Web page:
In a notable moment of divergence between the White House and perhaps its most reliable media booster, Fox News host Sean Hannity said Thursday that President Donald Trump was wrong to blame the failure of the Republican health care bill on the faction of GOP lawmakers known as the Freedom Caucus.
"Now in my opinion, it's not the Freedom Caucus that's responsible for the GOP failure in this case to repeal and replace Obamacare," Hannity said on his eponymous program. "Now this legislation was flawed from the beginning. It was created behind closed doors. Not one single member saw the bill until it was rolled out. And that made it a disaster."
Hannity's commentary came hours after Trump lashed out at the Freedom Caucus, a group of hardline conservatives and libertarians in the House of Representatives, for the demise of the American Health Care Act.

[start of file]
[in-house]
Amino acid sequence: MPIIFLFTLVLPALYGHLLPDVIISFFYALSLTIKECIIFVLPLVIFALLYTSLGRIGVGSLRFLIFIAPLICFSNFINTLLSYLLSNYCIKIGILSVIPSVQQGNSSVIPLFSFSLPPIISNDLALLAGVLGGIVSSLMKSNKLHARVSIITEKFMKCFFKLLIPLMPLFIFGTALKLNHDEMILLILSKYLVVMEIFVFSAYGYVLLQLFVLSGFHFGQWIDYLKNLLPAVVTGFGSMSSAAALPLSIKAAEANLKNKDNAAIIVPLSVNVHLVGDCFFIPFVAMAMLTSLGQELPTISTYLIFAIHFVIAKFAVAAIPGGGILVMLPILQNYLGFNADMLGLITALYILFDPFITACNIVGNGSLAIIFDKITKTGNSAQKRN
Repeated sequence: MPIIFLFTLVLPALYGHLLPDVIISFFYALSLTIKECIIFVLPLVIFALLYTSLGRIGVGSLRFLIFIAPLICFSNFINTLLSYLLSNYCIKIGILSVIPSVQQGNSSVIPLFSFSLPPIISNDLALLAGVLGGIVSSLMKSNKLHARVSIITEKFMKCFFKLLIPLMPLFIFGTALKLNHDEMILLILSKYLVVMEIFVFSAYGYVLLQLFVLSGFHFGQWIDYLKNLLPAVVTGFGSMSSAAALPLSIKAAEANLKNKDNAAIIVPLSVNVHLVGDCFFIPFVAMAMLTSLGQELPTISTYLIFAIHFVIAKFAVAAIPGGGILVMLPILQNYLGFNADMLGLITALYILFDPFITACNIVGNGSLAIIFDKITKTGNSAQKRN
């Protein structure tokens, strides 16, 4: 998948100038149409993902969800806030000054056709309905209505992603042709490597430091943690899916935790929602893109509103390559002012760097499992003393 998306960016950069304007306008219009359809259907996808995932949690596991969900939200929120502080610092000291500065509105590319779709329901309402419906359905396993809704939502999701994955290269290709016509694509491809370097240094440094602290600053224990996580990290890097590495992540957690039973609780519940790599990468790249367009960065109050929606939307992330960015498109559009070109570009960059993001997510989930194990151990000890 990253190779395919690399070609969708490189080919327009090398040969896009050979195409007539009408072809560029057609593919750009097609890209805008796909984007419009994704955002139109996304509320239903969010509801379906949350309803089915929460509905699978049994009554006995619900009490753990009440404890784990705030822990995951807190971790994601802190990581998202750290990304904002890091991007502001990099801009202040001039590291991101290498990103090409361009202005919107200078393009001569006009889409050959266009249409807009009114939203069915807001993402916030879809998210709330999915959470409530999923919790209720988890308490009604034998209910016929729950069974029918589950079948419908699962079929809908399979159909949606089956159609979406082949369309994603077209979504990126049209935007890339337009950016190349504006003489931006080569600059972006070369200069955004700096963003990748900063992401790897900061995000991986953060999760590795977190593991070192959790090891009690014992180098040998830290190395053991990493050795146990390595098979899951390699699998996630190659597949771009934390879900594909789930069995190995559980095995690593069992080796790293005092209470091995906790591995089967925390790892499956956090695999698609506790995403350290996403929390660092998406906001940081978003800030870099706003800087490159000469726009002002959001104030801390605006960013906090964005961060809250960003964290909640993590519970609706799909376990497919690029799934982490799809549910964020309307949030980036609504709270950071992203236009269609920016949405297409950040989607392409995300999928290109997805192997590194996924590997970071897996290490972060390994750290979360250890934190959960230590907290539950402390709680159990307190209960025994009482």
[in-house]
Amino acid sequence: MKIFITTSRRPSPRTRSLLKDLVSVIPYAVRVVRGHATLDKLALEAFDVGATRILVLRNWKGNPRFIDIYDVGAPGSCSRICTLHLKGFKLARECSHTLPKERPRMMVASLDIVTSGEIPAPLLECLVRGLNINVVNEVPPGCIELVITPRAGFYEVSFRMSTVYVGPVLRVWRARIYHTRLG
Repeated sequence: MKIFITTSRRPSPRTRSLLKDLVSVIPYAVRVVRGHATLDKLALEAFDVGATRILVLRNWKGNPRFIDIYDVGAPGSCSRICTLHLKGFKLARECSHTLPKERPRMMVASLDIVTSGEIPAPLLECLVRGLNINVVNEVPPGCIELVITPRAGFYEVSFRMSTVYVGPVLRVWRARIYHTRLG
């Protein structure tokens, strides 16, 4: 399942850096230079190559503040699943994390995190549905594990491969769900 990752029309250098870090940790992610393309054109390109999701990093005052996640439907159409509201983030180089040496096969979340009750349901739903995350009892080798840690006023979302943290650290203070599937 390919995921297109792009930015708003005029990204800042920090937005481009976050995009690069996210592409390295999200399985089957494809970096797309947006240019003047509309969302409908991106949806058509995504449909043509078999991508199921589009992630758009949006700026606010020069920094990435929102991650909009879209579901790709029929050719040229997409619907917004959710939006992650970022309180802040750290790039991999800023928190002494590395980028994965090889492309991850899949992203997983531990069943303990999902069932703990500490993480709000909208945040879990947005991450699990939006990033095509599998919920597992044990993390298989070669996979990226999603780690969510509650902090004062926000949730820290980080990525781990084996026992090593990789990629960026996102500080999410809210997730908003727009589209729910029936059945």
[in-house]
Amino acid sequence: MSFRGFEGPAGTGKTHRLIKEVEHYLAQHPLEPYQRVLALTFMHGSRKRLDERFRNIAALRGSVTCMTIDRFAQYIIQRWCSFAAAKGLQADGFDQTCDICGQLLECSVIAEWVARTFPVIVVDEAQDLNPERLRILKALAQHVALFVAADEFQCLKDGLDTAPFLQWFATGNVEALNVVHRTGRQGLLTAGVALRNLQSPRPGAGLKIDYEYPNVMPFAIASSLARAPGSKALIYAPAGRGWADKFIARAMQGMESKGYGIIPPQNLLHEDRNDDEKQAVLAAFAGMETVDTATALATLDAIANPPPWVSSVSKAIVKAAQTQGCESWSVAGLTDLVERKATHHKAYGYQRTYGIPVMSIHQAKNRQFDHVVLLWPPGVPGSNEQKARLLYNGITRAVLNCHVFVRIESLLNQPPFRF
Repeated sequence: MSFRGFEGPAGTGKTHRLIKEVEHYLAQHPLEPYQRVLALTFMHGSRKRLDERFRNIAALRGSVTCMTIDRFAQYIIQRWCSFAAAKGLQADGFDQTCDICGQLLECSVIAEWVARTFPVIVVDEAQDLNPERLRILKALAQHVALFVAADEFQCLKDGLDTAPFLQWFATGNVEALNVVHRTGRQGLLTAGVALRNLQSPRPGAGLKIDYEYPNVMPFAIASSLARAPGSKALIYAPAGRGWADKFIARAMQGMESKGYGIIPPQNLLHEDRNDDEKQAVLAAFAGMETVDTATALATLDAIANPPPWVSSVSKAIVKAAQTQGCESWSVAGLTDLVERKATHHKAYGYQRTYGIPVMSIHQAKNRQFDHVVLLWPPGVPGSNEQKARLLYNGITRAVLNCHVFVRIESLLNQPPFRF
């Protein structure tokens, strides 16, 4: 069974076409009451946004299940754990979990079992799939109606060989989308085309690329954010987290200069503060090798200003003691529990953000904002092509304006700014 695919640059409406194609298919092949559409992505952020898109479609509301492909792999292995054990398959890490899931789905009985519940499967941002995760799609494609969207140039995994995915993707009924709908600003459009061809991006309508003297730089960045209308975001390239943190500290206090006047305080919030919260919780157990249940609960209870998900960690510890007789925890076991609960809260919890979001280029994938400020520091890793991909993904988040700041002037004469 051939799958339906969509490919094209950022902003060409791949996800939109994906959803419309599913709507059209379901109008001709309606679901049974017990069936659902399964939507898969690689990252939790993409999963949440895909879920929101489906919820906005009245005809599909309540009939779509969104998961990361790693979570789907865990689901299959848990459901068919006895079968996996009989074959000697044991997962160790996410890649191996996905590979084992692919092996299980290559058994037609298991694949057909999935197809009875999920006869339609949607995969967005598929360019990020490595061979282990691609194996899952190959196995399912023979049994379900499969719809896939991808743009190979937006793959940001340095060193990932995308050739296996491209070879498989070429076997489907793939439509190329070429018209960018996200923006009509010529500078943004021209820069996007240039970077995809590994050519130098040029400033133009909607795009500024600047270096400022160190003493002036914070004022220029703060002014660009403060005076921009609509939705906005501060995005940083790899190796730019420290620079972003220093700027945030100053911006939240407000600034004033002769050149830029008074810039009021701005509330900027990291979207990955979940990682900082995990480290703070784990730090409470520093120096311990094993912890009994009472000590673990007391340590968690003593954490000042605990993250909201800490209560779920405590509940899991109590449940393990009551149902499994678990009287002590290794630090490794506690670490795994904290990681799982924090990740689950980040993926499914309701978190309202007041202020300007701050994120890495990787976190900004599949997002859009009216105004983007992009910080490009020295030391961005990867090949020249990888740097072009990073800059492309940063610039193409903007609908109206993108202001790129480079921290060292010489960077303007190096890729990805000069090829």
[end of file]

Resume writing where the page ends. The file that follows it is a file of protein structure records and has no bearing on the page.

In a tweet on Thursday morning, Trump said the caucus "will hurt the entire Republican agenda," and suggested that members should face primary challenges next year.
Hannity said that Trump was off the mark with the tweets.
"Now I don't know who's telling the White House to focus their anger on the Freedom Caucus, but I do think it's misplaced," Hannity said. "Because the Freedom Caucus, I've talked to them, they want to make a deal, and they want the win for the president and the country."
The tepid disagreement was nevertheless significant coming from Hannity, who has been loathe to criticize Trump for anything. Through his radio and television shows, Hannity has acted as an unofficial surrogate both for the Trump campaign and the new administration.
After the AHCA was withdrawn from the House last week, Hannity insisted that it was "not President Trump's failure."
But Trump's criticism of the Freedom Caucus put commentators like Hannity and Laura Ingraham at odds with the White House.
Ingraham, a Fox News contributor who was a candidate to serve as White House press secretary under Trump, joined Hannity's program on Thursday, where she said the "White House was not as involved as it should have been" on the health care effort.
"It's ridiculous at this point to start pointing fingers at the Freedom Caucus," Ingraham said. "I don't understand Donald Trump's tweets at all about that today."